An investigation into the ecological validity of virtual reality measures of planning and prospective memory in adults with acquired brain injury and Clinical research portfolio
AbstractBackground: Improving the ecological validity of the assessment of executive functioning after brain injury has been an important focus of research in recent years. This study investigates the ecological validity of the “JAAM test”, a novel office-based virtual-reality task, in assessing real-life difficulties post-brain injury in the domains of planning and prospective memory. The comparative ecological validity of two traditional “desktop” tests for these domains and the convergent validity between the measures are also explored. Methods: Forty adults with an acquired brain injury completed the JAAM test, the Tower Test (a test of planning) and the Cambridge Prospective Memory Test (CAMPROMPT). Self and informant versions of questionnaires (the Dysexecutive Questionnaire; DEX) and the Prospective and Retrospective Memory Questionnaire (PRMQ) designed to measure real-life difficulties in these cognitive domains were also completed. Results: Significant correlations were observed between JAAM planning scores and the DEX (r = -.49), as well as between the Tower Test and the DEX (r = -.39). The difference between the strength of these correlations was not significant. Neither the JAAM prospective memory score nor CAMPROMPT scores correlated significantly with the PRMQ. Significant correlations were found between the JAAM and Tower Test (r = .33) and CAMPROMPT (rho = .59). Discussion: Results suggest the JAAM possesses at least similar ecological validity to traditional assessments of planning and prospective memory, and it also has convergent validity with these measures. Implications and limitations of the current study are discussed and recommendations for future research proposed.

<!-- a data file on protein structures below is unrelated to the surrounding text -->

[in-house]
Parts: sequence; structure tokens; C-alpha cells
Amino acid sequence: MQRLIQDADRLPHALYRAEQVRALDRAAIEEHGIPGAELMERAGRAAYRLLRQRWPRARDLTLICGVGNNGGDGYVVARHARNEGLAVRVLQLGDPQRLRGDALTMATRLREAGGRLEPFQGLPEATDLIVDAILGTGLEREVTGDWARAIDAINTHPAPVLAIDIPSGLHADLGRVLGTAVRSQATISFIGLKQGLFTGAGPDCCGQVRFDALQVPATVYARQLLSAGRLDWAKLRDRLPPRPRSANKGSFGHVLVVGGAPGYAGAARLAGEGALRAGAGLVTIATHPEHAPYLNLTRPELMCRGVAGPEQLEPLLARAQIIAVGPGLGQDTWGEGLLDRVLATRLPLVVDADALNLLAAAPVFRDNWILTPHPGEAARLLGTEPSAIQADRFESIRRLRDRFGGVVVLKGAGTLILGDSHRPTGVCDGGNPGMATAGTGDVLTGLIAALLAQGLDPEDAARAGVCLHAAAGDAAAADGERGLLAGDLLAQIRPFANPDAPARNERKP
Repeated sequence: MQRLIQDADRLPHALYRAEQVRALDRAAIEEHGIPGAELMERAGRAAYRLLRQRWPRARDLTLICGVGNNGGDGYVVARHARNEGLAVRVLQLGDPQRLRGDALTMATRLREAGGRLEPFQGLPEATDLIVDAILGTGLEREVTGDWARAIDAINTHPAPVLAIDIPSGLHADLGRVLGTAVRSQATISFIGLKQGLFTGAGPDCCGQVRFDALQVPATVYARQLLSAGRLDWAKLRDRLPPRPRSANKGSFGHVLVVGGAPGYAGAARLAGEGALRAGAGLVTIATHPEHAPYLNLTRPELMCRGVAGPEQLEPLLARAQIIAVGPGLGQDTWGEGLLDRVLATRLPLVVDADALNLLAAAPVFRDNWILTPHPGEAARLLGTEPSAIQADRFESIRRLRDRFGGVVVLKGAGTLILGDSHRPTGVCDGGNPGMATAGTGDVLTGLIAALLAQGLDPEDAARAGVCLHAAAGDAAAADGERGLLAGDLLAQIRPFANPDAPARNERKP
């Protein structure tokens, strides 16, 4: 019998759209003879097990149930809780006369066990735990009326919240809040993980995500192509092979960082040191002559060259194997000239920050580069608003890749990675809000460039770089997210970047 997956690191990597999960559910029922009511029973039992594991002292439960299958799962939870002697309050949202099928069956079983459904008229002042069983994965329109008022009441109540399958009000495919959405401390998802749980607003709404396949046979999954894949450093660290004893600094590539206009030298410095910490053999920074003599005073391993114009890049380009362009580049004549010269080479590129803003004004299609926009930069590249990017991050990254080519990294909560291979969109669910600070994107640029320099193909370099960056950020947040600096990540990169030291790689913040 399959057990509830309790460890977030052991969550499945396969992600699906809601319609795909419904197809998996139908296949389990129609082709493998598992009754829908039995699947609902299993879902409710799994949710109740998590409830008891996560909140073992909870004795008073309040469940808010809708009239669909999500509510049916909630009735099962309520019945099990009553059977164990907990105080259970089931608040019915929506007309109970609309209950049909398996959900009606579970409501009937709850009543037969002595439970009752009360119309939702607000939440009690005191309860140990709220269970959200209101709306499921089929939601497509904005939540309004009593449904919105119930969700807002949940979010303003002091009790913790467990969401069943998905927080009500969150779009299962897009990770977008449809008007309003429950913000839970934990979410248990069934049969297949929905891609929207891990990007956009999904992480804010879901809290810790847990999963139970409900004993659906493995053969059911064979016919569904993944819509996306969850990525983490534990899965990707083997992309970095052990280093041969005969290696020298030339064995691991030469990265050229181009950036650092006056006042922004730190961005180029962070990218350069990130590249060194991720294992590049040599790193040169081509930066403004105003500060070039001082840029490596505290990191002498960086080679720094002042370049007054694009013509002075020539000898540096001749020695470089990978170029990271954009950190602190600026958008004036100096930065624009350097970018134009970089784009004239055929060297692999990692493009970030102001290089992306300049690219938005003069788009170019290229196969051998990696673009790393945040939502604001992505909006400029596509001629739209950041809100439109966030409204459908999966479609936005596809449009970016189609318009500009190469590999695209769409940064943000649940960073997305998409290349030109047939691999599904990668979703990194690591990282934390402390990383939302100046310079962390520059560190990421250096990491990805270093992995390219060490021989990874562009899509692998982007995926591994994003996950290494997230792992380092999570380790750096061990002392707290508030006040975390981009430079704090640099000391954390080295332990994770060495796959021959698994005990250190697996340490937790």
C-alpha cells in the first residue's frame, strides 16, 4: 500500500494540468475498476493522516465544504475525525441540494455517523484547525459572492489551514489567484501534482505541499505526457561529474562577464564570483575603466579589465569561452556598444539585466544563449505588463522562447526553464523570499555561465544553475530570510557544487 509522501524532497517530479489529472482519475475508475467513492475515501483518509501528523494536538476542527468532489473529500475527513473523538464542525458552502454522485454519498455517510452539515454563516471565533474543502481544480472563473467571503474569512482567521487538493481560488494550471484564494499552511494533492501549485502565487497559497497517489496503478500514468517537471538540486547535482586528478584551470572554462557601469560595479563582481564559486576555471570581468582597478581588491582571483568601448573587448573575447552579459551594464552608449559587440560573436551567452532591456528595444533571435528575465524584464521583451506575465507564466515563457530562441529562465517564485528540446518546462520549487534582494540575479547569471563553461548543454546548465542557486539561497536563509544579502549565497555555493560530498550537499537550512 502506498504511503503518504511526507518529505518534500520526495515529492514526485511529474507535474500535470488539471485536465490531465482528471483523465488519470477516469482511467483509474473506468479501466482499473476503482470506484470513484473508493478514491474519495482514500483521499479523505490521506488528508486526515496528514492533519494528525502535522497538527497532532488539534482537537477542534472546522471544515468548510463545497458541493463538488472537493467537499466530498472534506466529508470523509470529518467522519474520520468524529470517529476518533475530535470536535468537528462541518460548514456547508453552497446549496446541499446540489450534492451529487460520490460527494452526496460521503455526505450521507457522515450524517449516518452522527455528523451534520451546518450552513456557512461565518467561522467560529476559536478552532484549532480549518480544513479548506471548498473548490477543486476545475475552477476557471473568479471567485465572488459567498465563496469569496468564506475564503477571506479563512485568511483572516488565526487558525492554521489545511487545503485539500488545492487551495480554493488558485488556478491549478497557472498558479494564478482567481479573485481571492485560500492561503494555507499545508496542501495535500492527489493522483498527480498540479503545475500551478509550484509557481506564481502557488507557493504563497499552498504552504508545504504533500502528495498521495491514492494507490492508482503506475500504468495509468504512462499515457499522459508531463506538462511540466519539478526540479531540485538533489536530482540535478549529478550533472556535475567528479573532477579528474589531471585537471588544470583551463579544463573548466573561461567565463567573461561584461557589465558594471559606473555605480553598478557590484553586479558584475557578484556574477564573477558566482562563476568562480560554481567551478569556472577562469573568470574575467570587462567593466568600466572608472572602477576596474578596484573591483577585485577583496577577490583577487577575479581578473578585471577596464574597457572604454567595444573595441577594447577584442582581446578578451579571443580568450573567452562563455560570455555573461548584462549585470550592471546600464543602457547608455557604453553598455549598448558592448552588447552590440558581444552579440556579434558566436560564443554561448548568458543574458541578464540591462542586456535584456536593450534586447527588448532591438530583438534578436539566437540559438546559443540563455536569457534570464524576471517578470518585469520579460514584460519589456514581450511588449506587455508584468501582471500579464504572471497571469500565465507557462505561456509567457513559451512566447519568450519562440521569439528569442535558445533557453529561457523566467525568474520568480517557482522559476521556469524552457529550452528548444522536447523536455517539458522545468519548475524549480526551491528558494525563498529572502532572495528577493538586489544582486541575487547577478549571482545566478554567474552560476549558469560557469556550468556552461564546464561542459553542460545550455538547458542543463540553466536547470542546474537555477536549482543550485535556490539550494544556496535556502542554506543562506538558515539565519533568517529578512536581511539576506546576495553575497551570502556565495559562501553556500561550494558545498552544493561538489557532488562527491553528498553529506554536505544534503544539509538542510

Scott, Fiona (2011) An investigation into the ecological validity of virtual reality measures of planning and prospective memory in adults with acquired brain injury and Clinical research portfolio. D Clin Psy thesis, University of Glasgow.